by Mike Masnick
Tue, Dec 18th 2007 2:09am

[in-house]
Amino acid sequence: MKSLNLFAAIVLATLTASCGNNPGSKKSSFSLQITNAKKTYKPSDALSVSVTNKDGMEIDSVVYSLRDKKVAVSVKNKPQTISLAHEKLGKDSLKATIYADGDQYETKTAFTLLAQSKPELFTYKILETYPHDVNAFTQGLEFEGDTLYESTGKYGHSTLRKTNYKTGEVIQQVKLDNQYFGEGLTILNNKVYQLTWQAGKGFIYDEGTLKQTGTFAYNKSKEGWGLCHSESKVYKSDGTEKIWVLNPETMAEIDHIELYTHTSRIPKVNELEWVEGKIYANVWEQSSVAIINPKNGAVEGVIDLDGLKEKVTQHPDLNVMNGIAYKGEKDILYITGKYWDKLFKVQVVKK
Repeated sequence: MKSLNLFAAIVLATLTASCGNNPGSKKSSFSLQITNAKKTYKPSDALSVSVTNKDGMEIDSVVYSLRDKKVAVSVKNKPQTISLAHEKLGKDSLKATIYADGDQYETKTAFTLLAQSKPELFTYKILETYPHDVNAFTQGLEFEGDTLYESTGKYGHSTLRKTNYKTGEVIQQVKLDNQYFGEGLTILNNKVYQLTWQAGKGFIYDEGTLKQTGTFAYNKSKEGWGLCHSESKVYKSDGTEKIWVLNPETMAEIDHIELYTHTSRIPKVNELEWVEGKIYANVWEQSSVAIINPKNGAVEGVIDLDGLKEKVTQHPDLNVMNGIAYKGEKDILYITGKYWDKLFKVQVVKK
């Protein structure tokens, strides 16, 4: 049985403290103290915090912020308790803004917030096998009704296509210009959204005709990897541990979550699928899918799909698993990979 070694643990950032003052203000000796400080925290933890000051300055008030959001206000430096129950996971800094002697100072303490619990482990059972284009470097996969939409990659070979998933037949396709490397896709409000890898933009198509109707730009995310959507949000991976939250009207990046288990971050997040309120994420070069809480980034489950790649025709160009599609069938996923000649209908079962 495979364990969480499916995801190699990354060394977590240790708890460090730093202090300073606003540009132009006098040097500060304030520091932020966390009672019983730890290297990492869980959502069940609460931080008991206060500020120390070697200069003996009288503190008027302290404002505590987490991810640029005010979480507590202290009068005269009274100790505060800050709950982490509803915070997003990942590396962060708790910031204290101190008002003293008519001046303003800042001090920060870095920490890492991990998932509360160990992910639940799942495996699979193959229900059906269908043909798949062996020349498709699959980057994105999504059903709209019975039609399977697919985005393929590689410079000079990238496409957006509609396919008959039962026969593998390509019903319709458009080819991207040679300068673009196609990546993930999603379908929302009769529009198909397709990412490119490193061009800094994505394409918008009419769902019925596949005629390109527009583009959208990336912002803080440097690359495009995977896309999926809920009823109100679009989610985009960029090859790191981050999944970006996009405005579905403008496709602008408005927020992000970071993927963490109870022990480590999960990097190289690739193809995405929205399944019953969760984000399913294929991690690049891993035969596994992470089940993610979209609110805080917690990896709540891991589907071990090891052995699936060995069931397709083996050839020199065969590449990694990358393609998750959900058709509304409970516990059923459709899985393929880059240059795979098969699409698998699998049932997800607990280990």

I've seen a few company lately trying to build marketplaces around the idea of selling virtual goods, and the latest one, Live Gamer, gets a big writeup in the Wall Street Journal over its plans to build a marketplace for virtual goods and characters from online worlds. This is hardly a new idea, as there's been significant trade in these types of goods either on company approved sites or more informally through sites like eBay. However, it seems quite dangerous to base an entire business on this concept. The economics of virtual goods gets screwed up very easily once you realize that there are no truly limited resources within virtual goods. Sooner or later people figure out how to copy virtual goods, just like they've learned to copy music and movies -- and suddenly the idea of charging directly for those goods becomes a lot more difficult. It's just basic economics. The VC firms betting on this new concept seem to believe that the company (or the various gaming companies) will somehow be able to hold off this economic reality, but that seems incredibly risky. The entire market is based on an economic model based on false scarcity, and that seems quite dangerous. It may work temporarily, but there's a big reality called "infinite supply" that's likely to make any such model come crashing down eventually.
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